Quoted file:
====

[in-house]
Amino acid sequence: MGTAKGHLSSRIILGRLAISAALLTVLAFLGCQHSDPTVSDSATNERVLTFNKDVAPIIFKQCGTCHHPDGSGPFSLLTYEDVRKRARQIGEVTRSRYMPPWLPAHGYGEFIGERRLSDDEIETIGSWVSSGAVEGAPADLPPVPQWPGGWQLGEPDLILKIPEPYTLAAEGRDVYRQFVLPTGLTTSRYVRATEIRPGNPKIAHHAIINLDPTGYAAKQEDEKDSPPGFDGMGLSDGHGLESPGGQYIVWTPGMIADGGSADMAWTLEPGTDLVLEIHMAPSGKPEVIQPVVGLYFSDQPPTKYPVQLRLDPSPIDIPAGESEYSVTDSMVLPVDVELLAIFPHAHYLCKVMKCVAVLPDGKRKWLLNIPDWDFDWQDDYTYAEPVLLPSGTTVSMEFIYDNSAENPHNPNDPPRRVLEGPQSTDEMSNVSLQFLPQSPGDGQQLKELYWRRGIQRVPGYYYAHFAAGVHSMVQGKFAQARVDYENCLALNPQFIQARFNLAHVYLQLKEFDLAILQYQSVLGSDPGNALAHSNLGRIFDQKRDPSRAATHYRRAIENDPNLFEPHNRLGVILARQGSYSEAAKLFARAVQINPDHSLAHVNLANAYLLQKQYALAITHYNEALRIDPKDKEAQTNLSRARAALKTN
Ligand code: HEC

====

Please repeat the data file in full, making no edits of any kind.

[in-house]
Amino acid sequence: MGTAKGHLSSRIILGRLAISAALLTVLAFLGCQHSDPTVSDSATNERVLTFNKDVAPIIFKQCGTCHHPDGSGPFSLLTYEDVRKRARQIGEVTRSRYMPPWLPAHGYGEFIGERRLSDDEIETIGSWVSSGAVEGAPADLPPVPQWPGGWQLGEPDLILKIPEPYTLAAEGRDVYRQFVLPTGLTTSRYVRATEIRPGNPKIAHHAIINLDPTGYAAKQEDEKDSPPGFDGMGLSDGHGLESPGGQYIVWTPGMIADGGSADMAWTLEPGTDLVLEIHMAPSGKPEVIQPVVGLYFSDQPPTKYPVQLRLDPSPIDIPAGESEYSVTDSMVLPVDVELLAIFPHAHYLCKVMKCVAVLPDGKRKWLLNIPDWDFDWQDDYTYAEPVLLPSGTTVSMEFIYDNSAENPHNPNDPPRRVLEGPQSTDEMSNVSLQFLPQSPGDGQQLKELYWRRGIQRVPGYYYAHFAAGVHSMVQGKFAQARVDYENCLALNPQFIQARFNLAHVYLQLKEFDLAILQYQSVLGSDPGNALAHSNLGRIFDQKRDPSRAATHYRRAIENDPNLFEPHNRLGVILARQGSYSEAAKLFARAVQINPDHSLAHVNLANAYLLQKQYALAITHYNEALRIDPKDKEAQTNLSRARAALKTN
Ligand code: HEC